North Texas Daily

COLUMN: Jalen Guyton should wait a year

COLUMN: Jalen Guyton should wait a year

COLUMN: Jalen Guyton should wait a year
January 18
17:26 2019

AJ Brown from Ole Miss. N’Keal Harry from Arizona State. Marquis Brown from Oklahoma. Hakeem Butler from Iowa State. Riley Ridley from Georgia.

These are some of the big time prospects wide receivers coming to the NFL, according to CBS SPORTS.

Do you know what all these receivers have in common? They lead in all three of the following categories for their respective teams: receptions, receiving yards and touchdowns, except for Brown, who has one less touchdown than standout sophomore receiver CeeDee Lamb from Oklahoma.  

But redshirt junior receiver Jalen Guyton from North Texas recently, through a Twitter post, chose to forgo his last year of eligibility and declare for the NFL Draft. Guyton, a four-star prospect coming out of Allen High School, went along to fill his college dream by signing with Notre Dame, where he sat during his freshman year.

Guyton had a breakout season as a redshirt freshman with Trinity Valley, where he accumulated 45 passes for 968 yards and 12 touchdowns in 12 games. After that season he was ranked the fourth-best wide receiver in the 2017 class by 247Sports and sixth-best junior college prospect in Texas by the 247Sports Composite ranking system.

For the Mean Green, Guyton accumulated 103 catches, 1,580 yards and 15 touchdowns in two seasons under head coach Seth Littrell.

But does that mean he’s NFL ready? With star receivers in the NFL such as Antonio Brown, Julio Jones, A.J Green and so many more, Guyton has such a long way to go in order to compete for a spot on an NFL roster let alone compete for a spot on the field.

Guyton’s third year of eligibility didn’t go quite the way many critics hoped it would. He wasn’t even the most productive receiver on the Mean Green, with junior Rico Bussey Jr. leading the way.

Unlike Guyton, Bussey made first team All-Conference USA and ranks seventh in the nation in touchdown catches (12), and No. 28 in receiving yards (1,017) while tagging 68 catches during the regular season.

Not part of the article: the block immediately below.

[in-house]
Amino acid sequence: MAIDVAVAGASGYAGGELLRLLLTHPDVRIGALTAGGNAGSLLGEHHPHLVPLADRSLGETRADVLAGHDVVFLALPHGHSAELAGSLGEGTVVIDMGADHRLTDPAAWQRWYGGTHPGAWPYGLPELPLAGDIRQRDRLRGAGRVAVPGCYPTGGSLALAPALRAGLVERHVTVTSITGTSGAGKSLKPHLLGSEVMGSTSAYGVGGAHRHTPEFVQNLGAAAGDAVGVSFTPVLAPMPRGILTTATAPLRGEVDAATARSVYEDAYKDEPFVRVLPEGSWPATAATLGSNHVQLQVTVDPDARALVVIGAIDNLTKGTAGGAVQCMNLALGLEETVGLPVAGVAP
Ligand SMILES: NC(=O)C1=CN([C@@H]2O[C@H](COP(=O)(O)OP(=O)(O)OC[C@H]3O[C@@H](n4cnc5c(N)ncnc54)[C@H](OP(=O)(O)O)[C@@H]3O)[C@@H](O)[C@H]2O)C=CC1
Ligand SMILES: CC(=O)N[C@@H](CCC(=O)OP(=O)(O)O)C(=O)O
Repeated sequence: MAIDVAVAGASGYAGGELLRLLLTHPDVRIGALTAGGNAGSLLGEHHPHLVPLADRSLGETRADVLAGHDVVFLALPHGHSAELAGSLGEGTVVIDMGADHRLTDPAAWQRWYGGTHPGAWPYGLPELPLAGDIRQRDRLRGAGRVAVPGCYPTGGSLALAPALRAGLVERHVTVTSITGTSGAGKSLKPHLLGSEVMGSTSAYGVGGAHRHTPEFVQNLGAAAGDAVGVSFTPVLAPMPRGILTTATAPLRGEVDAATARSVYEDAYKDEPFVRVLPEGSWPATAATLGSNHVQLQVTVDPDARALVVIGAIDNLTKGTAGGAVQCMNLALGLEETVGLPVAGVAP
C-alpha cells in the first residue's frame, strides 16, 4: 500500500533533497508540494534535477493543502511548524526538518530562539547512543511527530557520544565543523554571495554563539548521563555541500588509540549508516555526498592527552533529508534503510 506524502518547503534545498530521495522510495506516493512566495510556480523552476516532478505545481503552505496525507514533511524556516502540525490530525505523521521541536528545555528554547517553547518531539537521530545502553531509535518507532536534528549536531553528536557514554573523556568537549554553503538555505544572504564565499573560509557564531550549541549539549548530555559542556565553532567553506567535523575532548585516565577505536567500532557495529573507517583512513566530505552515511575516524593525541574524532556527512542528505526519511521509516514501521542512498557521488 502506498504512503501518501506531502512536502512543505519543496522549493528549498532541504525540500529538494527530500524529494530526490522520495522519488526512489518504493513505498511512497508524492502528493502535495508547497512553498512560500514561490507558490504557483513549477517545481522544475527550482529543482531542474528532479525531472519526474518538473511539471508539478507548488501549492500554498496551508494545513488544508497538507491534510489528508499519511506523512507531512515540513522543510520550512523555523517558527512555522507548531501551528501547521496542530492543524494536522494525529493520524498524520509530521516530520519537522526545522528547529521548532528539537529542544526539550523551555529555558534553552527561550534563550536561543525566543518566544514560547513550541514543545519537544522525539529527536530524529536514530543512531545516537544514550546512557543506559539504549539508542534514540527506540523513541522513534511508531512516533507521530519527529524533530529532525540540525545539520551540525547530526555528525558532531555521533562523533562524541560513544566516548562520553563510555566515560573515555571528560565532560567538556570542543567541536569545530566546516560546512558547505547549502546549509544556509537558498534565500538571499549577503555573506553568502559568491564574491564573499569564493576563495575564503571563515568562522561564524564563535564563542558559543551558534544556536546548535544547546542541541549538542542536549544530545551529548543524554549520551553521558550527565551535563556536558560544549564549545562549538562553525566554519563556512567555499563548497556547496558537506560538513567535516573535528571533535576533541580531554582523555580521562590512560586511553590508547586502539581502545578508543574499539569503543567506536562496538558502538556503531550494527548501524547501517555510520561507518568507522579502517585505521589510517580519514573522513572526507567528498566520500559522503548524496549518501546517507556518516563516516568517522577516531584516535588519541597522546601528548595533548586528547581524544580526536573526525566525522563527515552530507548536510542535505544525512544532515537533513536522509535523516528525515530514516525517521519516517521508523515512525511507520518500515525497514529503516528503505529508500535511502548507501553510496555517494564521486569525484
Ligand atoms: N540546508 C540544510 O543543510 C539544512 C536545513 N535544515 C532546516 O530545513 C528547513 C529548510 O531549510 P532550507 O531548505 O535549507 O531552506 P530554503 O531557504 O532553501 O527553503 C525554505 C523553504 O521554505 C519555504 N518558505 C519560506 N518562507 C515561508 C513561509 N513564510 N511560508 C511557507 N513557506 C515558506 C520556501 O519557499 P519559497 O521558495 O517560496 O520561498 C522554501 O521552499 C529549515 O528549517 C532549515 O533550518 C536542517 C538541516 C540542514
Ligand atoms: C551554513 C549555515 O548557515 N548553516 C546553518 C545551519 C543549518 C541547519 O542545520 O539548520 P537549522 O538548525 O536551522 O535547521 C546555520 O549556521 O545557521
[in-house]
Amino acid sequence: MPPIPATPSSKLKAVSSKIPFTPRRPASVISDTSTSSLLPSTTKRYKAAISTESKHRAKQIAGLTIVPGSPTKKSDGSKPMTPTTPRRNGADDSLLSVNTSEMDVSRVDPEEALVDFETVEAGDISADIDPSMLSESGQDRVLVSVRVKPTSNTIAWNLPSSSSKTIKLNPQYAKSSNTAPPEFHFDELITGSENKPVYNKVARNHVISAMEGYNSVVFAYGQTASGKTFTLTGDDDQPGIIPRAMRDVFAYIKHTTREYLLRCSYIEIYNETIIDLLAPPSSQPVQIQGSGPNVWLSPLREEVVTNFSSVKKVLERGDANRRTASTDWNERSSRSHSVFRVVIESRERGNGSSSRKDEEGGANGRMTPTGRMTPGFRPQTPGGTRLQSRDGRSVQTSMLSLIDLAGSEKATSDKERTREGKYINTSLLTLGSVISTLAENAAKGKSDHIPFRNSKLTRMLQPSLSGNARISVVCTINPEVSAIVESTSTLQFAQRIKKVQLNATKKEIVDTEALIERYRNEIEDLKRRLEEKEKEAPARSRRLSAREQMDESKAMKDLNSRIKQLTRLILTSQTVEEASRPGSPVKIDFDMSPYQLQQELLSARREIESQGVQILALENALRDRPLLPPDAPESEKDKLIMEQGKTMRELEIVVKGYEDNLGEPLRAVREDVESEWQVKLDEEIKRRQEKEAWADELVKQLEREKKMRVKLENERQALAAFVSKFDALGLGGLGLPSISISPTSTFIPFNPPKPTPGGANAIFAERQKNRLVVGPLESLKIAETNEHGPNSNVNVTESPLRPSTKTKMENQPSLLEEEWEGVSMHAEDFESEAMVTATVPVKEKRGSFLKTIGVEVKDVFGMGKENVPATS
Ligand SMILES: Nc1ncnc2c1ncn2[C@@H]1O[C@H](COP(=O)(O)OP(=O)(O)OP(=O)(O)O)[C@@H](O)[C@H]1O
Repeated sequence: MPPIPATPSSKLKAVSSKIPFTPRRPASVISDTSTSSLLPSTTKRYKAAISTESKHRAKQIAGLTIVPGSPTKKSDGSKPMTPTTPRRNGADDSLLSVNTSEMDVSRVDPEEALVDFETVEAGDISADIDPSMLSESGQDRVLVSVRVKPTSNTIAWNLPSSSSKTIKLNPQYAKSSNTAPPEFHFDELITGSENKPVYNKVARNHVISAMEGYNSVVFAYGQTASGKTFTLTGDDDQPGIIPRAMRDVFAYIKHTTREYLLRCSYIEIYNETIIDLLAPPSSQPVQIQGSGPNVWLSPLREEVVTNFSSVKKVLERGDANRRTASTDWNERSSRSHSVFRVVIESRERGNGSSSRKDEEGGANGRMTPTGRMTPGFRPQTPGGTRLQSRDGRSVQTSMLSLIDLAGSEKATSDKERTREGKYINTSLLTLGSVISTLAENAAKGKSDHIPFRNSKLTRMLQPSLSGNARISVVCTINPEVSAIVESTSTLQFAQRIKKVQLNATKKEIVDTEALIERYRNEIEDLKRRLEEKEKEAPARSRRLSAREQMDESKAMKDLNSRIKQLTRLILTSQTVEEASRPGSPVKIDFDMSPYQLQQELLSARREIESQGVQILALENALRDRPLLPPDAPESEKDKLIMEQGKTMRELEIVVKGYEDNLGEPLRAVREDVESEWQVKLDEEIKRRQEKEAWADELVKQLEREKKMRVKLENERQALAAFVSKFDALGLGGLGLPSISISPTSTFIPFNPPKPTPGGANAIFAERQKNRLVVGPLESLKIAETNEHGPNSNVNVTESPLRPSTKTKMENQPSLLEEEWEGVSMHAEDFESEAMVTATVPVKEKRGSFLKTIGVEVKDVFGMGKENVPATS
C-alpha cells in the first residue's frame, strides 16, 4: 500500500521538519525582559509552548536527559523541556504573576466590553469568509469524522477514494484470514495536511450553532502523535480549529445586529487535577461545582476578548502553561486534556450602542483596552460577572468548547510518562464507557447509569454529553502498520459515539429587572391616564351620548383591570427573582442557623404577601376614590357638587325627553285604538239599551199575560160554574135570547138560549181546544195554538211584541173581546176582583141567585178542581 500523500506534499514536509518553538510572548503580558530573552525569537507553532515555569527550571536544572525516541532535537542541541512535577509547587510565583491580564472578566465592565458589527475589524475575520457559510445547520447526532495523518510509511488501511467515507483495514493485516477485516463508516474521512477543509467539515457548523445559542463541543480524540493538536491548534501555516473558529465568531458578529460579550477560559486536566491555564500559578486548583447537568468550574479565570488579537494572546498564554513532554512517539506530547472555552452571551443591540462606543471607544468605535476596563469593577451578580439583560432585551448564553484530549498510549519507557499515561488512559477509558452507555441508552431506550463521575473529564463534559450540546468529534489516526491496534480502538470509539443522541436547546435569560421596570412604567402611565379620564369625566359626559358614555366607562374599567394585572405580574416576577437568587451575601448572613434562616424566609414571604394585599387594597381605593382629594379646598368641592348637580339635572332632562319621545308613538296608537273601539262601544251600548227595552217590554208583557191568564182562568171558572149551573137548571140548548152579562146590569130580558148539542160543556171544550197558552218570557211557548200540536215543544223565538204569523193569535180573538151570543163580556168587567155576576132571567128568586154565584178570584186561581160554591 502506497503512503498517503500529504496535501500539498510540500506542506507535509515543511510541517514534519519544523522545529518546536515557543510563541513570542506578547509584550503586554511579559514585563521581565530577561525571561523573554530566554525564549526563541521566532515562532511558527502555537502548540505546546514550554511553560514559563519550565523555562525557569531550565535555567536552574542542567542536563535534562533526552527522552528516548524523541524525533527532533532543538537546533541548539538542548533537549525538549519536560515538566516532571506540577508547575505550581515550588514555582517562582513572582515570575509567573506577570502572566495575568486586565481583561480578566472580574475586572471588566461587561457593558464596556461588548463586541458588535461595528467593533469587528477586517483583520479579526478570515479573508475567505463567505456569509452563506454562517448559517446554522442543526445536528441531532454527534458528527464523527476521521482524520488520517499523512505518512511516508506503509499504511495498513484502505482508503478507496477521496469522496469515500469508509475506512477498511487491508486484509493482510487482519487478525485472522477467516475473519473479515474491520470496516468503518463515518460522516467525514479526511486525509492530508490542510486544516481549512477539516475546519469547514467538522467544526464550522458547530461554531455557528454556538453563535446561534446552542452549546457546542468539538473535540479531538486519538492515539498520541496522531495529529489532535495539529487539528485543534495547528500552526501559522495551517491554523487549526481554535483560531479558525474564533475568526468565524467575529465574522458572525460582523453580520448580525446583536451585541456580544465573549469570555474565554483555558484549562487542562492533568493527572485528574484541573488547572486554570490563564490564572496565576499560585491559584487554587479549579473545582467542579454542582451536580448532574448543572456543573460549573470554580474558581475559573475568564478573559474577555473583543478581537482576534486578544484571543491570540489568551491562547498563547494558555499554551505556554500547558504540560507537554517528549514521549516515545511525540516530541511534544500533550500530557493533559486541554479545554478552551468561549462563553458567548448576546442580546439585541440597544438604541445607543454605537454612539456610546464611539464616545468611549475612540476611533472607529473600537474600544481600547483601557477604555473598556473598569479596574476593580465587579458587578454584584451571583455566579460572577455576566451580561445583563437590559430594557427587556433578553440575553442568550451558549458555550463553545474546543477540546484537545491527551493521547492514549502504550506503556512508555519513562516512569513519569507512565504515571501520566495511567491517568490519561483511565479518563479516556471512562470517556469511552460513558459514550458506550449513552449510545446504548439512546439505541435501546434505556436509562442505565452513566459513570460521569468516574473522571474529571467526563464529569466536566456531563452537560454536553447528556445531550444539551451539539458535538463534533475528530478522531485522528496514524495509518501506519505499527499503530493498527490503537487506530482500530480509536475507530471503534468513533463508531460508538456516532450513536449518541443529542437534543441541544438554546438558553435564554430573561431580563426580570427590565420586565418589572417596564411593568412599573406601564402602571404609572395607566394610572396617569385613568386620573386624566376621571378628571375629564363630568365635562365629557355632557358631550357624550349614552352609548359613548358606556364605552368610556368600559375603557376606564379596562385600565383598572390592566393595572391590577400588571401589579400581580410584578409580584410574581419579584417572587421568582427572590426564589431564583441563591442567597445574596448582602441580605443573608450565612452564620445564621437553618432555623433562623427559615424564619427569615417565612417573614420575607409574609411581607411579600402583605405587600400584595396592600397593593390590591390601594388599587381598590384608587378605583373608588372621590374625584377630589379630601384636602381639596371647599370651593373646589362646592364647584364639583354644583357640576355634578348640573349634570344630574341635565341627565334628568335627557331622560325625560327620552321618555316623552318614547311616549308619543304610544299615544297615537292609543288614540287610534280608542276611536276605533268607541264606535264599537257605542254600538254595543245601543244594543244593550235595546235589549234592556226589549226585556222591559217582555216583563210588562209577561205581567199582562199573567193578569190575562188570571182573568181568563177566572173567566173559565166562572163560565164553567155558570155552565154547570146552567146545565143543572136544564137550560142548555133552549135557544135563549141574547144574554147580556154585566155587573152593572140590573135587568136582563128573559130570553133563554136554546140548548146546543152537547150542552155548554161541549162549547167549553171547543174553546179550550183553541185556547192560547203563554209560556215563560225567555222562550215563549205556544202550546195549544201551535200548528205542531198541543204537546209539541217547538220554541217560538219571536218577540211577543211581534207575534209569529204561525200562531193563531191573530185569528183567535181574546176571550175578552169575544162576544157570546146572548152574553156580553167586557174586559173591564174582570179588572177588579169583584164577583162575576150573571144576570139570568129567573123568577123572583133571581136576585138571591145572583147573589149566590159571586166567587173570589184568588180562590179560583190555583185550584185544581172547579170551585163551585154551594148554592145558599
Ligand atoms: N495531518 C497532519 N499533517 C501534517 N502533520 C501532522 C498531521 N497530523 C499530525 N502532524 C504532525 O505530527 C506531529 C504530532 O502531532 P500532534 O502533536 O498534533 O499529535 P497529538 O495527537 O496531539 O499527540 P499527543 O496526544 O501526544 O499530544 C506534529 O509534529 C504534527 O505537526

So with him not even being the top receiver on his team this season and barely making the top ten in his conference, he’s already susceptible to a lot of criticism.

The NFL is already transitioning to more of a passing league with more dominant offenses such as the Chiefs, Rams and Saints. So it is more lucrative for receivers to beat one-on-one matchups and have big-time games to create more problems for defenses.

Guyton has faced some really good defensive backs this season including Amik Robertson, Louisiana Tech’s star sophomore defensive back. Guyton had a decent performance but only racked up 5 catches for 51 yards and no touchdowns in that big loss to the Bulldogs to give the Mean Green their first loss of the season.

Another not-so-well performance against great defensive backs was against Texas-El Paso senior defensive back Nik Freedman, who holds the record for the Miners in pass breakups with 33. In that game, Guyton only had one catch for 13 yards.

Guyton has potential to become a great NFL receiver. However, between not being the No.1 receiver on his team and not having great numbers against notable defenses and defensive backs, he has a lot of room for improvement that teams in the NFL don’t have the patience for.

Any athlete always has the dream of being a professional but not many have the opportunity to make those dreams come to life. While Guyton may be thinking of his dream to play in the NFL, it would be more likely if he set his dream aside one more year to prove he can be the top dog for any team that may want him in next year’s draft.

Featured Image: Jaylen Guyton at Apogee Stadium in the game against Incarnate Word. Image by Jessika Hardy. 

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Trevon McWilliams

Trevon McWilliams

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